The most pressing issue currently before Congress is reform of the national intelligence system. Proposals abound, most calling for the creation of a National Intelligence Director (NID) and for the restructuring of America's national intelligence services. As Congress considers these proposed changes, it should bear in mind the most important lesson of September 11--that the purpose of any reorganization is to assist in "connecting the dots" of intelligence information. To assure that this occurs, Congress must take steps to make the critical information-sharing authority contained in the USA Patriot Act permanent. If Congress does not act, vital aspects of that new legal authority will lapse in 2005.
In the aftermath of September 11, Congress passed the Patriot Act (P.L. 107-56), many provisions of which have generated substantial, though unwarranted, controversy. But one aspect of the Patriot Act has won near uniform approval: Prior to September 11, U.S. law enforcement and intelligence agencies were limited by law in what information they could share with each other. A legal wall separated them. The Patriot Act tore down that wall. Section 203 of the Act permits information gathered during the course of law enforcement investigations to be shared with the intelligence community, and section 218 creates the reciprocal opportunity for intelligence information to be conveyed to law enforcement authorities, where appropriate.
These information-sharing authorities have been put to good use since September 11. Information sharing facilitated by the Patriot Act, for example, was critical to the successful dismantling of terrorist cells in Portland, Oregon, Lackawanna, N.Y., and Virginia. Likewise, the information-sharing provisions contained in the Act assisted the prosecution in San Diego of persons involved with an al-Qaeda drugs-for-weapons plot that included Stinger anti-aircraft missiles. The new law also aided in the prosecution of Enaam Arnaout, an individual who had a long-standing relationship with Osama bin Laden and who used his charity organization both to obtain funds illicitly from unsuspecting Americans for terrorist organizations, such as al-Qaeda, and to serve as a channel for people to contribute money knowingly to such groups.
Yet, remarkably, some of these vital provisions allowing the exchange of information between law enforcement and intelligence agencies are set to expire at the end of next year. If Congress does nothing, then portions of section 203 and all of section 218 will lapse and the laws will return to where they were on the day before September 11--to a time when the government could not, by law, connect all the dots. Nobody wants a return to those days, but that is where we are headed if Congress does not set aside its partisan debates.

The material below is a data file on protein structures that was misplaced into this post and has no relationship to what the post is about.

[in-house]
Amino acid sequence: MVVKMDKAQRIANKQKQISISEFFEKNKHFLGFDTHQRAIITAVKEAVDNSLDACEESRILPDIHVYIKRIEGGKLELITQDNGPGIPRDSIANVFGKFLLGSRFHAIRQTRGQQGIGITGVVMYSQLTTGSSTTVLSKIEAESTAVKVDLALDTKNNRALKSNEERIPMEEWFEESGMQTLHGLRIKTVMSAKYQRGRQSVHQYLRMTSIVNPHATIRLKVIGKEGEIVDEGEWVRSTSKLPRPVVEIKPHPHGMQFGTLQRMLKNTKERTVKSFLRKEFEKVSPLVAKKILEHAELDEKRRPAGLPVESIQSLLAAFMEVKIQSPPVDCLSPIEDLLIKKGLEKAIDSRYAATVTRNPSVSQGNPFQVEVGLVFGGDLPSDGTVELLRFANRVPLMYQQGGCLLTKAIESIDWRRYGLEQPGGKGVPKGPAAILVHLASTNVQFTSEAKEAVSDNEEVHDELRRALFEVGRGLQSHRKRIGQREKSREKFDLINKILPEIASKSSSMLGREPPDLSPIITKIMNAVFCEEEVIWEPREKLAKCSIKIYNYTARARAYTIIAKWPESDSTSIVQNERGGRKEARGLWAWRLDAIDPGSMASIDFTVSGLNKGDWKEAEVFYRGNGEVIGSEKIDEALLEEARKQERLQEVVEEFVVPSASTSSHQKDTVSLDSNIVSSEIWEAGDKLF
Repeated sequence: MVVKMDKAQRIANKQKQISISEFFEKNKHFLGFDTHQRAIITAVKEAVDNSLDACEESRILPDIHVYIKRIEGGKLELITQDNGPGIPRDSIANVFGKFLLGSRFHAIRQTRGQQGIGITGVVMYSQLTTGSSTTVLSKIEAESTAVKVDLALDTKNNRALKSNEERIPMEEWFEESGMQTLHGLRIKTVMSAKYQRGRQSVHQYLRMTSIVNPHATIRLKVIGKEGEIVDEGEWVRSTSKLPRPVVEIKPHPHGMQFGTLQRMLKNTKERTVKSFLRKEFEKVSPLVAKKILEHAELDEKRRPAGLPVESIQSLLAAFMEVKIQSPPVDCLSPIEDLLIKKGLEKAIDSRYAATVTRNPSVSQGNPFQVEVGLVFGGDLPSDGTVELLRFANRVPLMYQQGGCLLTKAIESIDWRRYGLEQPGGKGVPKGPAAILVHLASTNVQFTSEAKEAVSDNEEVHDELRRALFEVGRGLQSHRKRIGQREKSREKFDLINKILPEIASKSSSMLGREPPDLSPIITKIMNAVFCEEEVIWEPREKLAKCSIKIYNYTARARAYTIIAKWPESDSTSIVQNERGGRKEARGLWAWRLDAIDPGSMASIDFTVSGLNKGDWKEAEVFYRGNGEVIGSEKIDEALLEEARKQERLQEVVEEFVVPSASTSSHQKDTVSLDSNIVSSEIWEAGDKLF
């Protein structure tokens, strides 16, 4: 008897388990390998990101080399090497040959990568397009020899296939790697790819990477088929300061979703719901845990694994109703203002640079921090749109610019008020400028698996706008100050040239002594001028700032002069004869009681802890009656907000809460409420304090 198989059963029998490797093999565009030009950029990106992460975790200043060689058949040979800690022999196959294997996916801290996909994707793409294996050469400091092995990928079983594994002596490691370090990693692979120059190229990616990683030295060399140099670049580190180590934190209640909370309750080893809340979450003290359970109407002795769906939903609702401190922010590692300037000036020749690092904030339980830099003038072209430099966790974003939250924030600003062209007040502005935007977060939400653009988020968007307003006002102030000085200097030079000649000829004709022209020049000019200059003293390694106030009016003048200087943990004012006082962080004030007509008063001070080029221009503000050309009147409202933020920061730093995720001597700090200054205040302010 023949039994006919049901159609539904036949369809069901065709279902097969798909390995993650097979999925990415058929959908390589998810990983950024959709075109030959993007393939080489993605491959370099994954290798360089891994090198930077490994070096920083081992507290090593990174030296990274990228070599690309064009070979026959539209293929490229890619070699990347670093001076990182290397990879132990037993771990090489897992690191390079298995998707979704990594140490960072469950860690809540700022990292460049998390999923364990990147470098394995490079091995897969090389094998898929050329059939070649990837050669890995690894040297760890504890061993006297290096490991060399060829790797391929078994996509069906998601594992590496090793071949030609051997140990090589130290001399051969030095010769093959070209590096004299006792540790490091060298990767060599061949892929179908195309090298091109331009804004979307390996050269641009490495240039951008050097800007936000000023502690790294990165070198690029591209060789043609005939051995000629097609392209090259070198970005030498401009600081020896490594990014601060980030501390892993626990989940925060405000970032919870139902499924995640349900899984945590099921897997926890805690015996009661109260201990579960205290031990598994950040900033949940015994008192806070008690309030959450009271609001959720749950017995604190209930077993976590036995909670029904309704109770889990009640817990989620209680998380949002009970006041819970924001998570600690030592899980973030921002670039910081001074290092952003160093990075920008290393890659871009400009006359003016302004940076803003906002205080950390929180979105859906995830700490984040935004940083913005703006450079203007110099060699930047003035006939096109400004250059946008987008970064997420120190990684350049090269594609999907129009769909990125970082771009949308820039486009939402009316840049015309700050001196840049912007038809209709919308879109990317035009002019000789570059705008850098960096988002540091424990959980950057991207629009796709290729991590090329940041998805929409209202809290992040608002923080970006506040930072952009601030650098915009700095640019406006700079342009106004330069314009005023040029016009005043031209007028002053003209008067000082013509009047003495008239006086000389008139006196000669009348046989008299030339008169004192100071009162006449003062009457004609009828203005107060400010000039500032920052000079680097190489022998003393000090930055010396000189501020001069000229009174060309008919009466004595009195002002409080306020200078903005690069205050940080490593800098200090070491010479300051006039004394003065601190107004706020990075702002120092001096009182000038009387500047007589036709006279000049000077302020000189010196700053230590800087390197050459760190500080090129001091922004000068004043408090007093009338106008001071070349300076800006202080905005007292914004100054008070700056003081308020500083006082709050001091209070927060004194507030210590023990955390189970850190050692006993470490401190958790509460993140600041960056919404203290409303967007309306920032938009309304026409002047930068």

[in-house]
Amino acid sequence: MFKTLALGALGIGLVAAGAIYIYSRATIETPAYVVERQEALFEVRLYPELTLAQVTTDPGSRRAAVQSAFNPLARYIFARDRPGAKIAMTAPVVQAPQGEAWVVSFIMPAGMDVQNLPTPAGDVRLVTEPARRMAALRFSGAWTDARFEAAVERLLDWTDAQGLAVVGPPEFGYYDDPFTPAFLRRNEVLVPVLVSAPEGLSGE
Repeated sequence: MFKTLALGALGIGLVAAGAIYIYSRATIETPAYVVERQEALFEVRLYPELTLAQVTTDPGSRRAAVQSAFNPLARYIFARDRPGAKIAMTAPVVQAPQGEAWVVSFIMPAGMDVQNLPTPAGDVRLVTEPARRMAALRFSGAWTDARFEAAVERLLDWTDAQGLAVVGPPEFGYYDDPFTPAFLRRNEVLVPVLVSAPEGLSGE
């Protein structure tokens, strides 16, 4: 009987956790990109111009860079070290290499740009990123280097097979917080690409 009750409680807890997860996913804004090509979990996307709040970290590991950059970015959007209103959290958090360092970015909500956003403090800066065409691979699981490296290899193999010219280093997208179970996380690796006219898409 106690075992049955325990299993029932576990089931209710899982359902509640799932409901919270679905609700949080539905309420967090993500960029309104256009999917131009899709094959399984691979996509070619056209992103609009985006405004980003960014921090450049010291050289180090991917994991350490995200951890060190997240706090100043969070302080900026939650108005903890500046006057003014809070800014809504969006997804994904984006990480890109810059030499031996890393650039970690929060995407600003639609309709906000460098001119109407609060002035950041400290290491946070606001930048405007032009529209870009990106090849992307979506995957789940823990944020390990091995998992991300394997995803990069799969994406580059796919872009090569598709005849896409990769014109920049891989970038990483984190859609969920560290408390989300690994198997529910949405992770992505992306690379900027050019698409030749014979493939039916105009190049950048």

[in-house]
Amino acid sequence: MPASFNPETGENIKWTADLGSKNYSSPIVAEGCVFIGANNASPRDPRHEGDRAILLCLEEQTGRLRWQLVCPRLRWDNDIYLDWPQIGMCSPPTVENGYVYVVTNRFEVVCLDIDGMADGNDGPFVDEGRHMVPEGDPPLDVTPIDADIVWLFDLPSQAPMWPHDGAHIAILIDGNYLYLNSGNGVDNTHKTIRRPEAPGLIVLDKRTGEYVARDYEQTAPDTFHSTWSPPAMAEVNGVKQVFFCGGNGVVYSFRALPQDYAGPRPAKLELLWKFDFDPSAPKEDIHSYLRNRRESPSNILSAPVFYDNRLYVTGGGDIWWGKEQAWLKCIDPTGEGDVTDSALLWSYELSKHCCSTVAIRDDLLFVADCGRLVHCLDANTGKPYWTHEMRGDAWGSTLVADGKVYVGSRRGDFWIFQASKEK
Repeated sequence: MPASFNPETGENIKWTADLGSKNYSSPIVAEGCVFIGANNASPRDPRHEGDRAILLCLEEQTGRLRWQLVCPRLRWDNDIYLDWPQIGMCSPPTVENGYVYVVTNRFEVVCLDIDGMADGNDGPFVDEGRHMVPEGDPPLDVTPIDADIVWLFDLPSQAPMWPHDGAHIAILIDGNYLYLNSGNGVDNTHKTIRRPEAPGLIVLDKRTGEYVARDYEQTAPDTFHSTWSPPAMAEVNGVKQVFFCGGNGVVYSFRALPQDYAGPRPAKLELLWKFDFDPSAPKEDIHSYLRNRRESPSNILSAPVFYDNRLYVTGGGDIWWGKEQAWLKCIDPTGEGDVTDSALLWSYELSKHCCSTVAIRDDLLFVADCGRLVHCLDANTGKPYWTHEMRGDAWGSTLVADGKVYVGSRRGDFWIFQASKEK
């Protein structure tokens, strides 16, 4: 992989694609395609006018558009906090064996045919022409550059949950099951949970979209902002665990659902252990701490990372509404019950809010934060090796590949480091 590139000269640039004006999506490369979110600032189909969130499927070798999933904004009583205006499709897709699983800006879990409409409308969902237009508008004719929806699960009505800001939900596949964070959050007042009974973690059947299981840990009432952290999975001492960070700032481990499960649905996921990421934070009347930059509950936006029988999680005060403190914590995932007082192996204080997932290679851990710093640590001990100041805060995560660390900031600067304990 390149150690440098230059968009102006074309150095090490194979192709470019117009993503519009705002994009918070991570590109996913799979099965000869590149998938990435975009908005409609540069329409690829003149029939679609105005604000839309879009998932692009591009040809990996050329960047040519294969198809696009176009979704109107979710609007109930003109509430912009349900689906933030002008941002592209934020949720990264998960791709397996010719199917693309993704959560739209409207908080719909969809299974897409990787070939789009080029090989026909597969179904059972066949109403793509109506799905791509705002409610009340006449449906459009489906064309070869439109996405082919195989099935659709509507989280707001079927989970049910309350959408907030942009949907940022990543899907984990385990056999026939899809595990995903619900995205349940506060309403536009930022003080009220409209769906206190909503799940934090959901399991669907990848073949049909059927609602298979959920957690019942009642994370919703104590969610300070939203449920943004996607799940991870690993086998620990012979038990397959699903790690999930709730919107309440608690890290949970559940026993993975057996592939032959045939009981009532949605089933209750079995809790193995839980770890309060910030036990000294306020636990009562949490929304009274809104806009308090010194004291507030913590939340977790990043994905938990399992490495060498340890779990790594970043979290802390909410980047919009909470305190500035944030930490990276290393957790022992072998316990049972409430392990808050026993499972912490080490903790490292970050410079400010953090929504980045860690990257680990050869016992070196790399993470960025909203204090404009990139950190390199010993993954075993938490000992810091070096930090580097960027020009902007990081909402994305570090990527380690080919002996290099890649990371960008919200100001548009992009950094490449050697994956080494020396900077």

Consider what this would mean for the proposed, revised intelligence structure. If portions of the Patriot Act are allowed to lapse, then the new NID may sometimes develop information from a foreign intelligence investigation that he will not be permitted to share with the Director of the Federal Bureau of Investigation. Similarly, some information gathered by the FBI during a law enforcement investigation will not be transmitted to the NID.
The entire purpose of creating an NID--indeed, the singular purpose of most of the substantive recommendations of the National Commission on Terrorist Attacks Upon the United States (the 9/11 Commission)--is to enhance information sharing and analysis. It would be foolish, to say the least, if new legislation creating an NID and reorganizing the intelligence community to enhance information sharing did not also eliminate permanently the legal barriers to that sharing. All the structural reorganization in the world will come to naught if the law does not provide the requisite authority to act.
Thus, as a vital matter of policy, in reforming the American intelligence community Congress should also make permanent the information-sharing authorities in the Patriot Act. Members of Congress should go on record now, before the next election, with their views on this vital issue. The American people deserve no less on an issue of such grave potential significance.
More importantly, lawmakers must understand the damage that will be done if this issue is not resolved soon. Intelligence operations are very expensive and complicated and take a long time to complete. They require certainty in their planning and execution. If planners are uncertain now about what is in store from Congress, some intelligence efforts to be undertaken next year may be compromised or deterred if the information gathered might not be useable. As President Bush warned in his 2004 State of the Union Address, though vital information sharing provisions are set to expire next year, "[t]he terrorist threat will not expire on that schedule."
Indeed, whether the legislation that ultimately becomes law contains a provision making information sharing permanent is, in a very real sense, a test of whether or not Congress is treating the question of reform seriously. Without information-sharing authority, intelligence reform will be little more than moving bureaucratic boxes around. True reform will make the provisions of sections 203 and 218 that allow information sharing between law enforcement and intelligence agencies permanent.
Paul Rosenzweig is Senior Legal Research Fellow in the Center for Legal and Judicial Studies at The Heritage Foundation and Adjunct Professor of Law at George Mason University.